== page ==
Moreover it is serious because a Christ who is not God cannot do what is at the heart of our faith: namely, faith in a Savior who has conquered sin and death for us. A mere man cannot be a substitute for others in this case, for he cannot bear your guilt before God and punishment upon himself, and he cannot purge your sin. Yes, it takes a man to stand in for another man (the reason the animal sacrifices of the OT were insufficient), but it takes God to completely atone for our sins. Think of it: if there it a hell that is the just punishment for sins, how could any mere man quench the fires of hell for other sinners, let alone himself? If God is infinitely holy and our sin is infinitely heinous and deserves an infinite punishment, then man alone cannot atone for sin. Only an infinite God could bear an infinite punishment. In other words, in order for atonement to happen, a God-Man must be our substitute. This is the heart of the Christian faith.
This is why the apostle, having said about Christ what he said in verses 15-19, can go on to say, “And having made peace through the blood of his cross, by him to reconcile all things unto himself; by him, I say, whether they be things in earth, or things in heaven, and you, that were sometime alienated and enemies in your mind by wicked works, yet now hath he reconciled in the body of his death, to present you holy and unblameable and unreproveable in his sight” (20-22). Only the God-Man of verses 15-19 can accomplish the reconciliation of verses 20-22.
Because Christ is the God-Man, we can have absolute confidence that he has actually and completely purged the sins of all who put their faith in him. First of all, he has “made peace through the blood of his cross.” Peace with who? Certainly, given what he writes in Eph. 2, and verse 21, this is peace with God. This is a peace that goes both ways, for God is no longer our enemy because our penalty has been paid, and we are not longer enemies toward God because one of the effects of the atonement is not only justification but also sanctification, so that our hearts are changed and we love God instead of hate him. The effect is summarized in verse 22: “to present you holy and unblameable and unreproveable in his sight.”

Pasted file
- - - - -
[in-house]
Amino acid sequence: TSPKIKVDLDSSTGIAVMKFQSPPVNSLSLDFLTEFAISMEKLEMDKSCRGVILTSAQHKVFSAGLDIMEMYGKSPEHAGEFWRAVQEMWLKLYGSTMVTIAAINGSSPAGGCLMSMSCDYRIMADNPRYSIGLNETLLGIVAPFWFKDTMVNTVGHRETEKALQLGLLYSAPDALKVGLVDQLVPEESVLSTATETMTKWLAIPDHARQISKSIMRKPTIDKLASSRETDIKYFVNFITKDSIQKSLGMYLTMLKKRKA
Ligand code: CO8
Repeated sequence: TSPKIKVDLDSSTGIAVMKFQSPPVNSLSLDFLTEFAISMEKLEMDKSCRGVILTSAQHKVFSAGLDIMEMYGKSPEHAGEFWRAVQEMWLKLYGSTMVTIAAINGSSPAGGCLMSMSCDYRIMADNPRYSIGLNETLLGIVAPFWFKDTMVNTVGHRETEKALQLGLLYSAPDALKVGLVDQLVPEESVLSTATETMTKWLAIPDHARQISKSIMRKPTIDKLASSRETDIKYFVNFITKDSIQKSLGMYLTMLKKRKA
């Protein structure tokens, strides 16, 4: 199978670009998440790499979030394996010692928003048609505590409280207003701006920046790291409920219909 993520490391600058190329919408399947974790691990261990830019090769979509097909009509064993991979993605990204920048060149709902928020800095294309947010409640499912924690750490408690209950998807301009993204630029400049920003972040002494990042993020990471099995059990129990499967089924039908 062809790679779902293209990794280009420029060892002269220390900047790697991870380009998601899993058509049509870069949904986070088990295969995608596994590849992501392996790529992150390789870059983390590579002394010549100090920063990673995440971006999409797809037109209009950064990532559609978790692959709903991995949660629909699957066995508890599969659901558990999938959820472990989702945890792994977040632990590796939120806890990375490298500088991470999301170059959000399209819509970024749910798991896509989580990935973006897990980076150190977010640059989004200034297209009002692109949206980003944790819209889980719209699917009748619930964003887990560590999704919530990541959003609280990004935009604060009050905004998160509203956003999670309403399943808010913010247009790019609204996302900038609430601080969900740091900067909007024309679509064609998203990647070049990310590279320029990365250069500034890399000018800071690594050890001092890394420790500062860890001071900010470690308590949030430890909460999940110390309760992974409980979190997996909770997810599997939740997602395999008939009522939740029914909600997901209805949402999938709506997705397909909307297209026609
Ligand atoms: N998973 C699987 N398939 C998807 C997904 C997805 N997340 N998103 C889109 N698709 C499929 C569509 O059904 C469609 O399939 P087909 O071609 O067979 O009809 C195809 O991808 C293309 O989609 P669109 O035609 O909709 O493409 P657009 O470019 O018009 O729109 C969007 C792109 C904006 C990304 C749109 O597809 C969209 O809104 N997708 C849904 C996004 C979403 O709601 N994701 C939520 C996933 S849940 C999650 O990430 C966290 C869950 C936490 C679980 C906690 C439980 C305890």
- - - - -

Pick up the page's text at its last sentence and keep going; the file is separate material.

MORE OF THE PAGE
Moreover, since Christ is creator over all, his work of reconciliation extends to all his creation. By the cross, he will not only bring about salvation for sinful men and women but will also finally bring all the fallen elements of creation into harmony and peace (cf. Eph. 1:10).
Finally, note the finality of redemption: “having made peace.” On the cross, our Lord’s last words were, “It is finished!” He is a successful Savior; he will have the price of his redemption. Therefore those who trust in him can be fully assured that their sins will be completely purged.
All this makes sense only if Christ is the God-Man. We can see clearly from these verse that the apostle Paul believed in the deity of Christ with just as much conviction as the apostle John. Let us too, join with the apostles in a firm belief in the full deity of Jesus Christ, the Son of God, who with the Father shares the undivided nature and essence of the Godhead. But let us go further: for the demons believe and tremble. Let us go on to love him, to trust in him, and to obey him. Faith without works is dead. What we need to live the Christian life in any day and any place is that firm confidence, bestowed by the Holy Spirit, that rests in Jesus Christ as Lord and Savior. And the witness of Scripture is that all who place their faith in him will never be ashamed.
 Quoted in Nick Needham, Two Thousand Years of Christ’s Power, vol. 1 (Christian Focus, 2016), p. 228.
 Quoted in John Lennox, God and Stephen Hawking: Whose Design Is It Anyway? (Lion Hudson, 2011), p. 16. There are several problems with this statement, including the fact that if there is a law of gravity, then there is something, not nothing. Moreover, to say that the universe creates itself is to make the remarkable claim that the universe existed before it existed, which is absurd to say the least. Hawking was far, far more intelligent than I will ever be or even could be, but baloney in the mouths of the brilliant is still baloney.
 Curtis Vaughan, Colossians and Philemon (Zondervan, 1980), p. 38.
 James White, The Forgotten Trinity (Bethany House, 1998), p. 113.
 N.T. Wright, Colossians and Philemon: TNTC (IVP, 1986), p. 71.
 Brian Hedges, Christ All Sufficient: An Exposition of Colossians, (Shepherd Press, Kindle Edition), loc. 754.
 Wright, p. 76.